PUBLISHED December 20th, 2020 06:00 am | UPDATED December 29th, 2020 12:23 pm
With four restaurants locally under his Cure Concepts, including the recently opened Catfish, Chef-Owner Andrew Walsh is one of the few Irish lads that puts his motherland on the map in Singapore. After five years on Keong Saik Road, he finally returns to his heritage at the flagship Cure Singapore with the Nua Irish menu. Translating to ‘Irish’ in Old Gaelic and ‘new’ in the modern language, look forward to a gastronomic exploration of Ireland‘s rustic coastlines and sprawling grasslands, which definitely evokes major FOMO in this no-travel season.
Served with a deliciously savoury caramelised onion and bacon butter and a gulpful of Guinness on the side, the Soda, Stout & Treacle Bread is a fitting start to our full dinner menu (S$198++ per person). A nod to the country’s staple that dates back to the late 1830s, Cure’s version is glazed with sticky treacle, a stout-fermented honey mix and a shower of oats. A lovely meeting of bitter and sweet.
The next three snacks arrived in quick succession, including a Potato Crisp Sandwich – Chef Andrew’s take on his childhood guilty pleasure elevated with potato terrine and parmesan cheese custard – and a curious relative of the parsnip in the Baked Salsify. Pan-fried in butter, the tender root veggie makes a sweet, and aromatic mouthful with embellishments of bergamot gel, moringa leaves and hazelnut.
On boozy beverages to complement the meal, Cure is offering an optional wine pairing at S$140++ per person. One could also opt for their Irish-inspired cocktails like the refreshing Zesty Irishman, a floral concoction flavoured with rose, apple, and cucumber, or the Irish on a Gargle ($23) – a whisky-based tongue in cheek reference to the Irish accent, accentuated with melon, sage, and honey.
With long, unspoiled coastlines, it’s no surprise that Ireland is home to spectacular seafood. We’re introduced in our first main to Irish Brown Crab wild caught in the country’s waters. Prettily presented in the shell of the eponymous crab, we get well-balanced flavours between the sweet crab flesh, sour cream, and the nutty brown butter tart. Yuzu-dressed greens add freshness and textures whilst a sprinkle of crab brain powder lends a tinge of umami.
Another fine seafood specimen follows in the meaty, handpicked Gallagher Speciale Oyster. Pre-cut into smaller pieces for easier eating and lightly grilled on binchotan to bring out the best of its sweet and fresh marine flavours, it’s served warm with miso beurre blanc, dill oil, and smoke herring roe.
We get another throwback to Chef Andrew’s childhood with A Porridge of Grains. This luxurious rendition 30-odd years laters features an organic egg yolk and silvers of beautifully beefy dry-aged tenderloin from John Stone in Ireland’s Longford County. The Irish Cashel blue cheese in the porridge of koji rice and barley ingeniously bridges the dish with the wine paired, a biodynamic orange wine Kalleske Plenarius 2017 from the Barossa Valley.
Harvested off Shetland Isle, Irish Blue Mussels showcases its distinctively earthy note in a chowder infused with cider mussel stock, root vegetables, and parsley oil. This light-handed take on the Irish chowder gets a delicate acidity from lavender sorrel leaves.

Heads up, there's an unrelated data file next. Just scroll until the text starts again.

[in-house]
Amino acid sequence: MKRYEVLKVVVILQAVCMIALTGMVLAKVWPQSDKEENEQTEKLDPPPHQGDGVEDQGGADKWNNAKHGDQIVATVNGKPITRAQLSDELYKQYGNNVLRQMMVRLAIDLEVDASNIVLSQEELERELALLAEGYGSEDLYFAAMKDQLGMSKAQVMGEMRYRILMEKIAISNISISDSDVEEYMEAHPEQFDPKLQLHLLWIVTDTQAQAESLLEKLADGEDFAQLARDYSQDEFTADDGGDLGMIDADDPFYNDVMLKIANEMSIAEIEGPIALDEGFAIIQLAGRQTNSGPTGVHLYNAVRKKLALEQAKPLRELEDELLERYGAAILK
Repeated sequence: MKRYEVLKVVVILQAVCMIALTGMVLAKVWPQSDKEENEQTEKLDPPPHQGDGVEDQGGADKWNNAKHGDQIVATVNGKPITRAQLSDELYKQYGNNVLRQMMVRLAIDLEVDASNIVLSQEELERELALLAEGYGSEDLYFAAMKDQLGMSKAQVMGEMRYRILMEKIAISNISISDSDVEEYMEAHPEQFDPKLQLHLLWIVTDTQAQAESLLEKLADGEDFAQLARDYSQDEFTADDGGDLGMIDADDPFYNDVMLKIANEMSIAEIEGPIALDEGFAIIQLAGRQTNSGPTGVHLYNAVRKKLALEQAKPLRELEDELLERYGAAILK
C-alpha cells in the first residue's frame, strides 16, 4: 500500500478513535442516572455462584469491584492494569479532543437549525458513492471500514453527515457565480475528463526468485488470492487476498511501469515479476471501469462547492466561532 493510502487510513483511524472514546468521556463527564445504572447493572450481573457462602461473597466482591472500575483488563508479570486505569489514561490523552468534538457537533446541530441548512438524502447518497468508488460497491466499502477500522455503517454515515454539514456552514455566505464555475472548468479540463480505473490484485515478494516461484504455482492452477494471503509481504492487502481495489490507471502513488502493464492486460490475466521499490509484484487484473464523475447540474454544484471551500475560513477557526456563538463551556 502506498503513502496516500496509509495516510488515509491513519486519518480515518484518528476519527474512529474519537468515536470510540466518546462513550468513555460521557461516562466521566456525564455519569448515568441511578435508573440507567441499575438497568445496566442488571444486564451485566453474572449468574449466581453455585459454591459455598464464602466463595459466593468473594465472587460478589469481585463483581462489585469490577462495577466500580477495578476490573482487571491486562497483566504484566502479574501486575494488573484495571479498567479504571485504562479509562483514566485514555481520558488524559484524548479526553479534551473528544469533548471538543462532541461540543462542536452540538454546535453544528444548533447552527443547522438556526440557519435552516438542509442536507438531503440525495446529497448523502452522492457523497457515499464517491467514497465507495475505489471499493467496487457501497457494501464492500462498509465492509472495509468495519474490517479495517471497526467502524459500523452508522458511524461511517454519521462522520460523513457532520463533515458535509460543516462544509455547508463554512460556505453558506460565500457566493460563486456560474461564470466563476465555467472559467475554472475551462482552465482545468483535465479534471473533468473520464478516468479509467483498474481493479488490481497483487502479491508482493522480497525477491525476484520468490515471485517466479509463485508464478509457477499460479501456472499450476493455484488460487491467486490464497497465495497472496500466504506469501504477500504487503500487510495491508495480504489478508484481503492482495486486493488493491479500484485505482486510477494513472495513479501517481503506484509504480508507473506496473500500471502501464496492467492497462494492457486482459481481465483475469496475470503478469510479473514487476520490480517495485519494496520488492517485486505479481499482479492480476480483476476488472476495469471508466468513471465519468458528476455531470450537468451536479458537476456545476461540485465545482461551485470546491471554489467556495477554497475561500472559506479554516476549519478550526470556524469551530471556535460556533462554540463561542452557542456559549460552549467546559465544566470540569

We then finally get to the Potato – even the most ignorant would have heard of the Great Irish Famine in the 1840s when natural potato blight struck. A tale rags and riches if there ever was one, the humble carbohydrate and seaweed is paired here with N25 caviar and cep mushroom foam. Interspersed with horseradish clotted cream and hazelnuts, it was robustly flavoured and filling despite its comparative simplicity in elements.
Last but not least, the five-day aged Silverhill Farm Duck, and served four ways, feels like it could be a full meal on its own, particularly when paired with a bright, fruity Joel Gott Oregon Pinot Noir 2017 with velvety tannins. Duck breast is pan-seared and put on binchotan, then served with duck broth, topped with a compote of Teeling whiskey, blueberries and red currants. Duck leg confit is shredded and used to fill doughy takoyaki – ball-shaped Japanese snacks usually filled with octopus – alongside an espuma of duck fat, salted egg, and juniper berries.
After the waist expanding savouries, you’d hardly expect five parts to dessert. There’s a cheap thrill in “panning” for Irish cream chocolate bonbons painted with edible gold in the Lucky Gold & Chocolate Pot, while Childhood Memories of Peat sees smoked milk ice cream filled charcoal poori (a type of Indian fried bread) presented in a rustic wooden box. The smokiness lingers long after, and it’s the Avonmore Buttermilk with fermented rhubarb that helps to cut it.
Personally, the jus was overly tart, but the buttermilk mousse made with the top milk brand in Ireland was delicious enough on its own. Ireland’s cattle and dairy continued to display its prowess in the Cooleeney Farmhouse Cheese Selection. Dished out with apple & onion chutney and lavash crackers, that Cashel Blue is a must-have, as well as the oh-so-creamy Tipperary Brie.
As oat cookies and Irish cream concocted in-house with Jameson whisky were polished off, our last thought before the food coma hit was, what else will Chef Andrew present in Nua Irish volume two?
Cure is located at 21 Keong Saik Road, Singapore 089128, p. 6221 2189. Open Mon-Tue 6pm-10pm, Wed-Sat 12pm-2pm, 6pm-10pm. Closed Sundays.
Top Image: Silverhill Farm Duck, Native Berries, Salted Duck Egg